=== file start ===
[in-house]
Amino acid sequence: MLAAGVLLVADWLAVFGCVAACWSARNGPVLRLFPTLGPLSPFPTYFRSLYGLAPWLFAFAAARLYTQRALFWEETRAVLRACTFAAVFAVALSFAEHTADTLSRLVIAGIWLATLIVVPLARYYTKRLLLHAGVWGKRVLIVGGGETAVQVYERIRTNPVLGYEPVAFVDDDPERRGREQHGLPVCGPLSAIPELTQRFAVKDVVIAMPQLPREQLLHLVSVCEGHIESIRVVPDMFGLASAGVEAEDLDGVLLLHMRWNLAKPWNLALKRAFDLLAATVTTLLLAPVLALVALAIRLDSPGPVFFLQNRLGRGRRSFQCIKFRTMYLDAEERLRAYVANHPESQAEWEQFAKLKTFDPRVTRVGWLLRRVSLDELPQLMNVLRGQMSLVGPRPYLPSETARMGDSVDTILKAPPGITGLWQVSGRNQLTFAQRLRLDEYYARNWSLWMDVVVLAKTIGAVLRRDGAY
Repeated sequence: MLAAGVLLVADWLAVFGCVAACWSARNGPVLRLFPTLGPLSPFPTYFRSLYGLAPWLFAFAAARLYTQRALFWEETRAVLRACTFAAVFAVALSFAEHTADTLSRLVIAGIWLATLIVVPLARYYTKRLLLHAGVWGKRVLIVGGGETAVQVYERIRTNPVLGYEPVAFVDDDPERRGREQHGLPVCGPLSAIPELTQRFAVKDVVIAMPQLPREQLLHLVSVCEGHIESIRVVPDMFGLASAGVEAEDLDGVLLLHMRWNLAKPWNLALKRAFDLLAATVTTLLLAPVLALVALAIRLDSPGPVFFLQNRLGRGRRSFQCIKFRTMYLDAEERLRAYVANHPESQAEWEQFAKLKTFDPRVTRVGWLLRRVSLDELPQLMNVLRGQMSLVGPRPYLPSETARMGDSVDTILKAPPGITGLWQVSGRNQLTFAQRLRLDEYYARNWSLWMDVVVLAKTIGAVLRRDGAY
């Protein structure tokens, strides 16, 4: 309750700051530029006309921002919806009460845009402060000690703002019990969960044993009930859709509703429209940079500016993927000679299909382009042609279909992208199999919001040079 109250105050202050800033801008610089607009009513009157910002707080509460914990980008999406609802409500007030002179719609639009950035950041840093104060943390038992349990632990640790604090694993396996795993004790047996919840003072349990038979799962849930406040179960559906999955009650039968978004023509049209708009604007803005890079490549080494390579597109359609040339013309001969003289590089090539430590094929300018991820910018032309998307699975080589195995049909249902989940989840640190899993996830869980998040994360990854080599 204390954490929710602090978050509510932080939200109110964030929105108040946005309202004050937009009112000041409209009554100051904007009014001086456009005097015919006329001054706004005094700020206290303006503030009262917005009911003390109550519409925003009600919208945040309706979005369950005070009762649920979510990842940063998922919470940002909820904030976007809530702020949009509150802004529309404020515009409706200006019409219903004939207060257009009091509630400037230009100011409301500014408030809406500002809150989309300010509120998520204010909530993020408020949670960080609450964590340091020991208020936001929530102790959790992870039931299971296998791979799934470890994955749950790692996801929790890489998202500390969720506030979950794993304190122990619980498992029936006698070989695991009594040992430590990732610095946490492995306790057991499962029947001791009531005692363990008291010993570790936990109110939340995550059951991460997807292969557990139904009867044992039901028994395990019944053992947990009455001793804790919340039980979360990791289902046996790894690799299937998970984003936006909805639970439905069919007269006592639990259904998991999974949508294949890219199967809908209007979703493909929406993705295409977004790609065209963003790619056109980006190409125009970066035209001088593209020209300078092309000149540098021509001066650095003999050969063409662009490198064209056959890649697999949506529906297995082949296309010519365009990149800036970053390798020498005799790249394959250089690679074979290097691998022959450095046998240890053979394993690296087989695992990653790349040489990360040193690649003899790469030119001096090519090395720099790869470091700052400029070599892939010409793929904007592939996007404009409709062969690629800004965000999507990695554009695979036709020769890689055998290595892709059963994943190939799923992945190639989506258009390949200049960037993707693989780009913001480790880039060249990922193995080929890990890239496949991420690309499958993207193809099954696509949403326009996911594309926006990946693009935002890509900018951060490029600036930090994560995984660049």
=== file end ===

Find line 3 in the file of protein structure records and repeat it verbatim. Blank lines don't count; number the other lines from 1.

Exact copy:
Repeated sequence: MLAAGVLLVADWLAVFGCVAACWSARNGPVLRLFPTLGPLSPFPTYFRSLYGLAPWLFAFAAARLYTQRALFWEETRAVLRACTFAAVFAVALSFAEHTADTLSRLVIAGIWLATLIVVPLARYYTKRLLLHAGVWGKRVLIVGGGETAVQVYERIRTNPVLGYEPVAFVDDDPERRGREQHGLPVCGPLSAIPELTQRFAVKDVVIAMPQLPREQLLHLVSVCEGHIESIRVVPDMFGLASAGVEAEDLDGVLLLHMRWNLAKPWNLALKRAFDLLAATVTTLLLAPVLALVALAIRLDSPGPVFFLQNRLGRGRRSFQCIKFRTMYLDAEERLRAYVANHPESQAEWEQFAKLKTFDPRVTRVGWLLRRVSLDELPQLMNVLRGQMSLVGPRPYLPSETARMGDSVDTILKAPPGITGLWQVSGRNQLTFAQRLRLDEYYARNWSLWMDVVVLAKTIGAVLRRDGAY